S v Ochurub (Case No: CA 46/2008) [2008] NAHC 22 (04 July 2008);

Group

Full judgment



CASE NO: CA 46/2008


IN THE HIGH COURT OF NAMIBIA



In the matter between:




DUDLY OCHURUB APPELLANT



and



THE STATE RESPONDENT




CORAM: DAMASEB, JP et MAINGA, J



Heard on: 04 July 2008


Delivered on: 04 July 2008



APPEAL JUDGMENT


DAMASEB, JP [1] This is an appeal against a magistrate’s refusal to grant the applicant bail. He is accused of raping a 20 year old married woman in that he, using a knife and a broken bottle, threatened the complainant into submission and had sex with her against her will in a riverbed. He is a 19 year old school leaver, unemployed and lives with his sister and her husband. He denies the charge of rape and pleads alibi which was backed up under oath by his sister.


[2] The bail was opposed on the grounds that he would, if released, interfere with witnesses and that the complainant fears for her life if he is released because of the threats he allegedly made to her while allegedly raping her. It was also said that the investigation has not yet been completed. The fear of interference is based on an allegation the investigating officer, one Hafeni, says was made to her by the complainant’s mother to the effect that after the accused was arrested, his then lawyer, Mr Murorua and the sister of the appellant, went to the complainant’s mother’s home and asked her that the complainant withdraw the case. The appellant said he was not present and did not instruct his lawyer or sister to take that action.


[3] Complainant’s sister, one Xoagoses, testified that indeed she went with Mr Murorua to complainants’ mother’s home and that the lawyer went there to ask if the complainant could accompany him to the police station to identify the appellant. The complainant said she was at home when this visit took place but said that she never heard the conversation. The complainant’s mother was never called to verify the allegation of interference and Hafeni’s testimony is therefore hearsay. I am unable to find on the record any evidence that the appellant interfered with the witnesses or that he would interfere with the police investigation. The magistrate’s finding that the accused interfered with the complaint and that he might interfere with the police investigations was therefore unsound because it was not supported by the evidence.


[4] As I already said, one of the grounds on which bail was opposed was that the investigation had not yet been completed. The investigating officer said under oath that she needs 2 – 3 months to complete the investigation, including investigating the appellant’s alibi. The application for bail was heard and refused on 15 April 2008. Today is 4 July 2008 – i.e. less than 3 months since the application was refused. The magistrate also relied on the ground that the investigation had not yet been completed in refusing bail. (See record p.67) He was however wrong to conclude that bail could not be considered in future if circumstances changed.


[5] I accept that the appellant took the view that appeal was the only avenue open to him in view of the magistrate’s conclusion that bail would not be considered at any stage in the future. As I said, the magistrate was plainly wrong in that regard. The appellant would be entitled to approach the magistrate’s court if there is a change in circumstances that justifies his being admitted to bail – such as that the investigation had been finalised in the meantime or that the evidence on the docket shows that the state’s case is not as strong as it is made out to be.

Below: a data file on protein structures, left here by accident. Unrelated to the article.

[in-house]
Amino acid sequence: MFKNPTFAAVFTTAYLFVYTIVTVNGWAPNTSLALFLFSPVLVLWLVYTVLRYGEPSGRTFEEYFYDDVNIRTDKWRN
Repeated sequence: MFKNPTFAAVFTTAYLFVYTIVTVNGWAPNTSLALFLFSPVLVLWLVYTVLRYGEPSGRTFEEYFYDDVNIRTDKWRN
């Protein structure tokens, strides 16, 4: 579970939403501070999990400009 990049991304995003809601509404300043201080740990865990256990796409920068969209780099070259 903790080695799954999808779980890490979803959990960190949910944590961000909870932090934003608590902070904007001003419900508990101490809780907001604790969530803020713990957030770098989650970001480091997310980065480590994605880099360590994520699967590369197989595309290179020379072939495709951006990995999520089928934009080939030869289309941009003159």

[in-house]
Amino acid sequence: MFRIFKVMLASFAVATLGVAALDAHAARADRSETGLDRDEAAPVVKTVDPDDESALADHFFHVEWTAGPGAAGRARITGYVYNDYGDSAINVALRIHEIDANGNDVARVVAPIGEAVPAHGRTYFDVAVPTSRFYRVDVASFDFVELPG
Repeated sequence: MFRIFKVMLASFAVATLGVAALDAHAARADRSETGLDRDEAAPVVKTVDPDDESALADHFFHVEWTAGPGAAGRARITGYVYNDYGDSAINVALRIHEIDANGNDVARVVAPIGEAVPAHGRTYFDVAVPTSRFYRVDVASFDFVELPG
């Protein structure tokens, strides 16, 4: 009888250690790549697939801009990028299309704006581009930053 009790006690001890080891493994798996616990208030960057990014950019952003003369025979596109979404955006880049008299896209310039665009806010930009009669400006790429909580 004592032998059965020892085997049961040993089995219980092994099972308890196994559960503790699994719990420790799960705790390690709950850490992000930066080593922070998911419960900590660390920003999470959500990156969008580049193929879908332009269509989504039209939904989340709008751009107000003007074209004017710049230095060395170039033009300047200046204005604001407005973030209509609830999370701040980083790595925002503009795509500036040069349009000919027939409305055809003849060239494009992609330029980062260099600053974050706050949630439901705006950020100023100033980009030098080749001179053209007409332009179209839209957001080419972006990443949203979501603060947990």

[6] In S v Brown 2004 (8) NCLP 1, paragraph 19, a judgment by myself and Silungwe J concurring it is stated:


It is settled law that this Court’s powers are limited when sitting as a Court of appeal against a magistrate’s refusal to grant bail. The exercise of the magistrate’s discretion in a bail application is one this Court is not to interfere with lightly; especially not on the basis that it holds a view different from that which the magistrate formed based on the evidence that was led before him or her. It is only if that discretion had been wrongly exercised that this Court would be free to interfere.”


[7] In terms of s61 of Act 51 of 1977:



If an accused who is in custody in respect of any offence referred to in Part IV of Schedule 2 applies under section 60 to be released on bail in respect of such offence, the court may, notwithstanding that it is satisfied that it is unlikely that the accused, if released on bail, will abscond or interfere with any witness for the prosecution or with the police investigation, refuse the application for bail if in the opinion of the court, after such inquiry as it deems necessary, it is in the interest of the public or the administration of justice that the accused be retained in custody pending his or her trial.”


[8] Considering that the appellant’s defence is an alibi, which is backed up by his sister who had been part of an attempt to get the complainant (at the very least) to exonerate the appellant, I cannot say that the magistrate was wrong in coming to the conclusion that before the investigation is completed, it would not be in the interest of the administration of justice to admit the applicant to bail at the time the application was made. The appellant had failed to show that the magistrate was wrong in coming to that conclusion.


[9] In the result the appeal is dismissed.




________________

DAMASEB, JP





I agree




________________

MAINGA, J

ON BEHALF OF THE APPELLANT: MR B ISAACKS


INSTRUCTED BY: ISAACKS & BENZ INC.



ON BEHALF OF THE RESPONDENT: MRS S MILLER

INSTRUCTED BY: OFFICE OF THE PROSECUTOR-GENERAL


6


Download